He got his hands on an infrared phototransistor which had been used as part of the remote control for some consumer electronics. Snooping around with his multimeter helped him establish the pin out of the device. By positioning an IR LED inside of a shroud, yet adjacent to the phototransistor, he can measure the intensity of the LED’s light as it is reflected off of nearby surfaces. The pulley seen above has a piece of electrical tape on it. When this passes by the LED, less of the infrared light is reflected and the drop in intensity is picked up by the phototransistor. [Arao] made the system rock-solid by rolling an LM358 op-amp into the circuit. He’s posted the schematic as well as some screen shots from an oscilloscope during testing.

DIY sound localization sensor


Sound localization is very popular in law enforcement circles due to its accuracy and ability to quickly separate gunshots from other similar noises. These systems don’t come cheap, and after trying to build one himself, [Fileark] knows why.

He thought it would be neat to build a sound localization sensor based on how the human ear determines a sound’s source. Once he got started however, he realized just how hard it was to do localization just right.

He used an LM324N op-amp as a volume comparator, which he says works decently enough though he figures there are ICs out there that can do a better job. [Fileark] reports that the sound detector works well when the source is within about a foot of the sensors, but performance deteriorates at greater distances. He may consider using an ARM Cortex-M3 as his sound processor if he builds a second version, since the Arudino he used just doesn’t have enough power to sample and run calculations within the 10-50 microsecond window he requires.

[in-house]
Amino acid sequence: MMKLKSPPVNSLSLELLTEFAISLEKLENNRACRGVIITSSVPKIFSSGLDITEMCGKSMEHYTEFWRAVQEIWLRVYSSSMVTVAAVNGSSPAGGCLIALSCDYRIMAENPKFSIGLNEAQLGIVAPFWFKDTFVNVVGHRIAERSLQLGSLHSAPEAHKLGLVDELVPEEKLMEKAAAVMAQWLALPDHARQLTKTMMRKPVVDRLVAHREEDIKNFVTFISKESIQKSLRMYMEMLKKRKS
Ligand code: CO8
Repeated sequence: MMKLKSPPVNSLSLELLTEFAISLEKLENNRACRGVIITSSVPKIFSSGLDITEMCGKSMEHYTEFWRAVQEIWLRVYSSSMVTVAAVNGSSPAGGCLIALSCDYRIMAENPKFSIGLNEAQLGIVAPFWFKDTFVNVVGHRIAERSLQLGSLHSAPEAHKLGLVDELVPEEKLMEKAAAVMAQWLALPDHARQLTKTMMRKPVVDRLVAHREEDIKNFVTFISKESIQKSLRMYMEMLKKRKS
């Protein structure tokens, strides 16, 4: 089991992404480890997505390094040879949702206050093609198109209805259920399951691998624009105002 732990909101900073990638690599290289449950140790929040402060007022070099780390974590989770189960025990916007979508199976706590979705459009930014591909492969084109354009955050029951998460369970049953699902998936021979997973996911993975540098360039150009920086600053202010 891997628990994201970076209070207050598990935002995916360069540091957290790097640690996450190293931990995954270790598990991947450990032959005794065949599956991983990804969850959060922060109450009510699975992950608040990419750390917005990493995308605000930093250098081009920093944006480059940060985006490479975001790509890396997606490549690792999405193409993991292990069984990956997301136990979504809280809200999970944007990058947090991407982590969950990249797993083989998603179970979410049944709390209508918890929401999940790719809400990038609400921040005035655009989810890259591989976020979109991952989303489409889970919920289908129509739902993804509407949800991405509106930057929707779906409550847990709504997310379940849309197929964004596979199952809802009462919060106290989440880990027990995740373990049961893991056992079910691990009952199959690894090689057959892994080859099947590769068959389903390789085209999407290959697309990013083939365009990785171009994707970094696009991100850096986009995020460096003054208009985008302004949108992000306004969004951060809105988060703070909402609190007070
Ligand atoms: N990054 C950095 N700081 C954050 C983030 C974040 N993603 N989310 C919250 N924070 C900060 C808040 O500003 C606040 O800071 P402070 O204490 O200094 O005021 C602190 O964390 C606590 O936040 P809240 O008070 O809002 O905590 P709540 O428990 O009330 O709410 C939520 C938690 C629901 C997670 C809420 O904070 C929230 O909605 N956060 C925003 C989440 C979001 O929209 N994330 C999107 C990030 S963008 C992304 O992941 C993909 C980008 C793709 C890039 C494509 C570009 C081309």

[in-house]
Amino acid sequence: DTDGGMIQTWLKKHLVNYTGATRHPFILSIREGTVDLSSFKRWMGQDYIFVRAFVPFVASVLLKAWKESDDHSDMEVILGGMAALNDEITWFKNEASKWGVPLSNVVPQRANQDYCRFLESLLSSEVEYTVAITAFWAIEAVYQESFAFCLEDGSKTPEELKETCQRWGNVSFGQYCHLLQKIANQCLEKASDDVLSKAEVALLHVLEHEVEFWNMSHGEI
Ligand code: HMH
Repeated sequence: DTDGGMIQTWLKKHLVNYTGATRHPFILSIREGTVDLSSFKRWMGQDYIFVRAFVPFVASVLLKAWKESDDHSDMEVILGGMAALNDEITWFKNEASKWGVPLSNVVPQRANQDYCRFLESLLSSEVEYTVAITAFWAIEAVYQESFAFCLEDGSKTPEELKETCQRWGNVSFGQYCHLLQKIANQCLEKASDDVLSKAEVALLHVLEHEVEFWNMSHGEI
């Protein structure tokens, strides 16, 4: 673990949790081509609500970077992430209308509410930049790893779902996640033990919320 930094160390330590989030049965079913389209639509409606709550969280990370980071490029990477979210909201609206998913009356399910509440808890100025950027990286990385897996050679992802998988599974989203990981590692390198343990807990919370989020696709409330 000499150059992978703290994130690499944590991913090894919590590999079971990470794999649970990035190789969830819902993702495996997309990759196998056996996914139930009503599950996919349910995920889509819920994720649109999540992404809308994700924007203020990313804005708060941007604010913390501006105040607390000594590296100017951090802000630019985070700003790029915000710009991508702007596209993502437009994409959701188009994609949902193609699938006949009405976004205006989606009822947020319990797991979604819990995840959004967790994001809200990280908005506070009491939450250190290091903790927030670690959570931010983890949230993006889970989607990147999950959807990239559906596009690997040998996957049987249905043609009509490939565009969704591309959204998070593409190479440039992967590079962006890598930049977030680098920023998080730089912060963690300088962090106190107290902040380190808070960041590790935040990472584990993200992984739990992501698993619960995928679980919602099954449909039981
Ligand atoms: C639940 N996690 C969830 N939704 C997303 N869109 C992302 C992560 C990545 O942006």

Keep reading to see a video of his sound localization sensor in action.

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Turning music into a light show

[nickinoki] Made a light show using some amplifiers and an arduino. First he created a microphone circuit based around a LM386 Audio Amplifier. After amplifying the output of the microphone a second time, he uses three bandpass filters to block all but a few desired frequencies from reaching the arduino.  By only letting a few frequencies through the arduino is able to determine if the song is louder at higher or lower frequencies.  Then using the three analogue inputs he created a scheme for generating the light show on an arduino. While he was unable to achieve the exact target frequencies with his bandpass filters they worked well enough to allow him to successfully generate the light show.

Segfault: balancing transport using a dozen op-amps

The Segfault is a balancing transport similar to a Segway, but it uses analog comparators instead of digital circuitry. On board you’ll find no less than twelve LMC6484 op amps. They take signals from the gyroscope and the accelerometer, balance and filter them, then drive the motor h-bridges accordingly.

[Charles], the guy behind the Segfault, is also the one responsible for DeathBlades. As with that project he does just as well at documenting as he does at fabrication. Take some time to enjoy his posts associated with this two-wheeled-wonder (especially the build process) and then watch in the video after the break.